Russia from a Geographical perspective
Welcome to our weekly edition of the Matryoshka’s Diary. Today I will take you on a journey to Russia and you will get a chance to explore Russia from a Geographical perspective.
With its 11 local times, Russia is one of the countries with the most time zones worldwide. While France and its dependencies stretch across 12 time zones, Russia holds another world record: 10 of the country’s 11 time zones cover a contiguous landmass—only the Russian exclave of Kaliningrad, wedged between Lithuania and Poland, breaks that pattern. The country is so big that when someone who lives in Anadyr’ (the easternmost town neighboring the U.S.) is about to head off to work, someone in Kaliningrad is about to go to bed! So, people of the eastern part of Russia literally live in the future! Let’s take a look at some amazing parts of Russia.
How big is Russia? Brief overview
Just to give you a general idea of how our country is structured:
- The country is divided into 8 Federal districts, 12 economic districts, and 85 Russian Federal Subjects.
- There are republics, cities of federal importance, krays, oblasts, autonomous regions and autonomous oblasts, one such example is Jewish autonomous oblast which is just a quick train trip from the city where I was born.
- People who live in the Asian part of Russia are indeed close to China, Korea, and Japan so we learn Asian languages at school and/or university. I actually studied Mandarin at Uni. And just the opposite, European languages such as French, German, and Spanish are more popular among those living in the European part of Russia.
- A trip from Vladivostok which is a sea port in the South East of Russia to Moscow will take about 8-9 hours by plane or a week by train. It is the same amount of time a trip from Hong Kong to Sydney will take.
- A lot of people in Russia have a dream to travel by plane from the east of Russia to the west on the New Year’s Eve so they can get to celebrate the New Year’s multiple times and make multiple wishes.
- Geography also determines where we go on holidays. The majority of people who I know back home would pick Asian countries such as Thailand, China, Korea and Japan over European countries for their holidays. A lot of people living in the Far East of Russia do business with Asian countries or simply move to China to study or work there.
- Many young people and university graduates move to China as they get offered jobs there in such fields as international trade, education, and tourism.
- Kaliningrad – is a unique city. It is a city with a population of 450 000 located in the far west of Russia and is surrounded by European countries such as Poland and Lithuania. This is a very unique location. Due to its geographical location, the city is isolated from the rest of the country, and it is very different from other Russian cities in a way that it has German heritage. Before it was annexed by the USSR after the World War II, the area was part of a unified German state called East Prussia for 700 years. Its capital was the beautiful medieval city of Konigsberg.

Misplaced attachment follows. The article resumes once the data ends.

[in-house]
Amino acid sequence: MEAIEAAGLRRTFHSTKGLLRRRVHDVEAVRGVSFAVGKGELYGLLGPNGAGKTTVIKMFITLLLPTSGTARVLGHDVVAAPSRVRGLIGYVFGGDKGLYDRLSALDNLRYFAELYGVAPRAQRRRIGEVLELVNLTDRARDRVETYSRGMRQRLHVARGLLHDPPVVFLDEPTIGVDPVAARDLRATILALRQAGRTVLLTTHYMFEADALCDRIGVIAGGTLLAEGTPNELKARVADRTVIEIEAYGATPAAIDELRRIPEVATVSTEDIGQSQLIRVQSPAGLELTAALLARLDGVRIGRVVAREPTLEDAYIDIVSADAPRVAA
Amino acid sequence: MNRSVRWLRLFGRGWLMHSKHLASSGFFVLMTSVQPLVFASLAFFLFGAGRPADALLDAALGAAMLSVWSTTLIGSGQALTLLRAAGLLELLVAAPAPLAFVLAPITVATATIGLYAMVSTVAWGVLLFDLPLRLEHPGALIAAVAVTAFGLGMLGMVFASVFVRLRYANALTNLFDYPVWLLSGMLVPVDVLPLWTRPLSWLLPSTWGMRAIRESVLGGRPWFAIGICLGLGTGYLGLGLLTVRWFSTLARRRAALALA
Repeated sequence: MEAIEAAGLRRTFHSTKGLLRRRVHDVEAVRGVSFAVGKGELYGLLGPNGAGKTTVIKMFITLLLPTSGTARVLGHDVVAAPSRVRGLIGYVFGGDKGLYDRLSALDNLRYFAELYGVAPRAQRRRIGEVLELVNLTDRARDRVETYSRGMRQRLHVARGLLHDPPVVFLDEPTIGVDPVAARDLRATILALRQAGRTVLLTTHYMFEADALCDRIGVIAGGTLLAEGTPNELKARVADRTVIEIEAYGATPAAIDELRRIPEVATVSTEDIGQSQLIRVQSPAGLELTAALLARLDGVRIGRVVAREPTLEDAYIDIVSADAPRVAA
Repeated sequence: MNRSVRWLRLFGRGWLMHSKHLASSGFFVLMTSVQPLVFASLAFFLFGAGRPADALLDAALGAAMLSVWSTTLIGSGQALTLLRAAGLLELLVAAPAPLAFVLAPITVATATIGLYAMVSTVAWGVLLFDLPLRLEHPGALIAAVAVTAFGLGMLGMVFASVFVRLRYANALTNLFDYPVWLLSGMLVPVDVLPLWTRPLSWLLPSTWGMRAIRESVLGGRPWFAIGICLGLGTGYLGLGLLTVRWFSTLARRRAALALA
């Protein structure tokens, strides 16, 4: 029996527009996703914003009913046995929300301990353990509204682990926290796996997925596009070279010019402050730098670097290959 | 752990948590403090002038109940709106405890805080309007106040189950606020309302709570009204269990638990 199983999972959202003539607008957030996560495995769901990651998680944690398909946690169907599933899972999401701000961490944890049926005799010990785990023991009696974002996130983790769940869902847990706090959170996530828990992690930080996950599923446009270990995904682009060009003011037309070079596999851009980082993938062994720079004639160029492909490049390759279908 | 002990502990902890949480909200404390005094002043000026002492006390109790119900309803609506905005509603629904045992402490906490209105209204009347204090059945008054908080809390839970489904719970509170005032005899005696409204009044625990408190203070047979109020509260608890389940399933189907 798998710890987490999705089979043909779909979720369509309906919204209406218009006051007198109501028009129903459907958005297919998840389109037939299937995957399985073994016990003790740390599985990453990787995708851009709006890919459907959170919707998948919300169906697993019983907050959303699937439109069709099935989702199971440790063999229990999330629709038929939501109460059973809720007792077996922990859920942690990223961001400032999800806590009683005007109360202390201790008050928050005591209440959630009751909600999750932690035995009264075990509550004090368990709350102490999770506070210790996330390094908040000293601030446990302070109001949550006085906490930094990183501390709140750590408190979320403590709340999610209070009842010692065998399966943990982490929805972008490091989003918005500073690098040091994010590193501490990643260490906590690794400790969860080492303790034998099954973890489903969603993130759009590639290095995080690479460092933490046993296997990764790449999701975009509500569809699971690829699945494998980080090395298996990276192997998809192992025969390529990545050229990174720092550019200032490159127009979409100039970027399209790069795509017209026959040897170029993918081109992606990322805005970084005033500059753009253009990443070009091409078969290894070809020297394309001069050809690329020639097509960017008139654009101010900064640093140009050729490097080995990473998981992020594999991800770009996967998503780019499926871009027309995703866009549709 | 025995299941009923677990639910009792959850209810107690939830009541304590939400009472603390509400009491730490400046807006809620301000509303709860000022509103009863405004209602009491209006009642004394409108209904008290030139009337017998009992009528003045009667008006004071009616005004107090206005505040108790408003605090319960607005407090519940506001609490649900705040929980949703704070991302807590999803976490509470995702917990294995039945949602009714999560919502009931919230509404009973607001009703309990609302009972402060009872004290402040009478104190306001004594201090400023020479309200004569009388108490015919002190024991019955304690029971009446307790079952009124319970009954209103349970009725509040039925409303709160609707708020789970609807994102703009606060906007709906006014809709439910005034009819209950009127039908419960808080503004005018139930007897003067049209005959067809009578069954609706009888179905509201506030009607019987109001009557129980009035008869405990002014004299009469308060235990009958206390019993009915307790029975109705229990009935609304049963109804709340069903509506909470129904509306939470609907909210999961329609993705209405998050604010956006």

- A trip by the Trans-Siberian Rail road is something very unique and special and is of huge interest to many international visitors.
If you happen to travel to Vladivostok and you have never been to China – I would say it worth a visit
Harbin was founded by Russian colonists in the late 19th century, on the bank of the Sungari River inside the territory of the Chinese Empire. In Harbin, before anything else, there was a train station. In 1898 China had granted Russia the right to build a shortcut on the Trans-Siberian Railway across Manchuria, from Chita to Vladivostok.
For three decades, in early 20th-century Harbin was among the most cosmopolitan, multi-ethnic cities of the Russian empire, without rival in the Far East. It had grand boulevards named for Russian writers, onion-domed churches, large businesses… After the Revolution, Harbin became the home to a unique culture — that of the exiled White Russians, driven out by the Bolsheviks’ Red Army. Like Shanghai, Harbin, city of no passports, was a home for Russian Jewish culture.
Nowadays, a visitor to Harbin will see Russians in fashion advertisements and Russians in hotels and bars, Russian writing on the walls and Russian songs played by saxophonists in the street. There is a high demand for European faces – my cousin is actually a really popular model in Harbin and he gets invited to shoot in ads.
The Russian culture which created Harbin is still very much on display, but absent of a significant Russian population, an everyday life has disappeared, and the only traces of “Russian-ness” are objects which can be purchased — food, souvenirs, clothes. So yes, Harbin is not Russian in any way anymore but no one can deny its Russian heritage.
I have mentioned Harbin and Kaliningrad and touched on their unique history, geography, and cultural heritage just to give you an example of how diverse and multicultural our country is. It can also give you an idea of where you can start your Russian journey.
If you get a chance to travel to Russia and experience it first hand, you will understand what I am talking about.
What are the best locations to visit in Russia?
It is a very difficult question to answer. It really depends on what interests you most and how much time you have to explore the country. I know some people who have done a road trip across Russia and Mongolia and it took them 3 months, some other people I have met cycled from London through Europe and Russia all the way to Asia and it took them 8 months.
It is a personal choice, but no matter which cities you decide to visit, I am positive that you will fall in love with Russian food, art, architecture, and nature!